I recently purchased a pair of Sony MDR-1000X Bluetooth noise-cancelling headphones. Although I usually prefer Sennheiser headphones (my previous pair of NC headphones was the Sennheiser Momentum Wireless 2 (aka HD-1)), I went with the Sony due to their support of the AAC codec, as my primary devices are all Apple.
By default on OS X and MacOS, the headphones will connect with the SBC codec when playing audio. (And occasionally a fallback to the low-quality SCO streaming codec for some voice-chat apps like Cisco Jabber) The OS does support aptX and AAC over bluetooth, but you have to jump through some hoops to enable them. Why? who knows. My best guess is that it is becuase SBC is the universally supported (and required) codec for the A2DP Bluetooth audio profile, and using that maximizes compatibility and minimizes customer complaints. If you can’t reliably detect what a headset supports, then the lowest common denominator is the safe choice.
AirPods however do automatically use the AAC codec without the user having to set any options.
Update 4 Dec 2017:
Thanks to Anders Carling in the comments, looks like there is a much easier way to check and update these settings.
Open Terminal and enter “sudo defaults read bluetoothaudiod” and type in your password when prompted. You should then see the current settings:
"AAC Bitrate" = 128;
"AAC CBR" = 0;
"Apple Bitpool Max" = 64;
"Apple Bitpool Min" = 2;
"Apple Initial Bitpool" = 40;
"Disable HFP" = 0;
"Enable AAC codec" = 1;
"Enable AptX codec" = 0;
If you get an error “Domain bluetoothaudiod does not exist”, that means none of these settings have been set before, update the setting as shown below and you’ll be able to read the setting as outlined above.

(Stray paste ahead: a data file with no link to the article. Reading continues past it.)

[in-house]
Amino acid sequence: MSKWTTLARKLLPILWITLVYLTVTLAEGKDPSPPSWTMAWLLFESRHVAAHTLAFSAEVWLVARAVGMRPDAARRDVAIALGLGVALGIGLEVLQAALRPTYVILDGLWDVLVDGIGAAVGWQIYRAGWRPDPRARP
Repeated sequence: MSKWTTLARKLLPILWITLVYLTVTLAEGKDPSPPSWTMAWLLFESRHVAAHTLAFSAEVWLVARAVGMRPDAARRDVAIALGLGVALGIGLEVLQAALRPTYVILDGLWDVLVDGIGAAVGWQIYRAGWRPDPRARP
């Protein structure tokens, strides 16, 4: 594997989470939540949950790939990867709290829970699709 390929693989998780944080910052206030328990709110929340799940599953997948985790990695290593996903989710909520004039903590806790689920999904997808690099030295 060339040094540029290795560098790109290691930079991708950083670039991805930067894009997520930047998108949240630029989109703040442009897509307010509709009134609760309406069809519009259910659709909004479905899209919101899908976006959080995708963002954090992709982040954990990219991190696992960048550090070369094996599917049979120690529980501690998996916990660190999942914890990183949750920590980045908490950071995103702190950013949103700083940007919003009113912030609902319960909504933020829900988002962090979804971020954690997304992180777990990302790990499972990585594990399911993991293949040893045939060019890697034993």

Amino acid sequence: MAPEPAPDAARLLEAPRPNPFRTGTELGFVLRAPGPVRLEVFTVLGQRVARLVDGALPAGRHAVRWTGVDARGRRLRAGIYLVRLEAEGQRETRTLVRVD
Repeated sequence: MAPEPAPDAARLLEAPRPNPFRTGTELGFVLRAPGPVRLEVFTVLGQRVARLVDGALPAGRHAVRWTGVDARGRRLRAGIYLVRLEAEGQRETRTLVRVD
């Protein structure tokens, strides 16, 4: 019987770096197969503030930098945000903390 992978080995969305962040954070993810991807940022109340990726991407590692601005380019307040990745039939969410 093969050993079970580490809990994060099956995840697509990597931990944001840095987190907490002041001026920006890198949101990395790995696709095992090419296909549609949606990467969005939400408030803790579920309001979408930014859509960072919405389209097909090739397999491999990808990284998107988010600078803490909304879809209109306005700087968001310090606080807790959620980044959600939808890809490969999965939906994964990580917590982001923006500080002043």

To update these settings in the Terminal:
to enable AptX:
sudo defaults write bluetoothaudiod "Enable AptX codec" -bool true
to enable AAC:
sudo defaults write bluetoothaudiod "Enable AAC codec" -bool true
To disable either one, just change “-bool true” to “-bool false” at the end of the command.
Here’s the original method, still handy in case you want a GUI to toggle the settings:
To enable aptX or AAC support, you need to get a copy of Apple’s Bluetooth Explorer development utility.
Go to the Apple developer downloads page – you will need to register a developer account if you don’t already have one.
Search for “Additional Tools for Xcode” – at the time of this writing, the latest released version is for Xcode 9.0. This will download a .dmg file that contains “Bluetooth Explorer.app” – this is the only file you need, move it anywhere, and you can delete the rest.
If you’re already logged in to the developer site, you can also use this direct link for the 9.0 version:
For older versions you’ll get “Hardware IO Tools for Xcode 7.3”
Run Bluetooth Explorer, then go to Tools>Audio Options. Select “Enable AAC”. If you have an aptX-only device you can enable that here as well. If your headset is already connected, disconnect and reconnect. You don’t need to re-pair the device.
Once you’re reconnected, you can verify which codec you’re connecting with by enabling the Bluetooth menu bar icon (System Preferences >Bluetooth>Show Bluetooth in menu bar), then holding down option and clicking the Bluetooth menu bar icon and navigating to the headphones entry.
That’s it. You’ll be running the improved wireless codec, and should notice a definite improvement.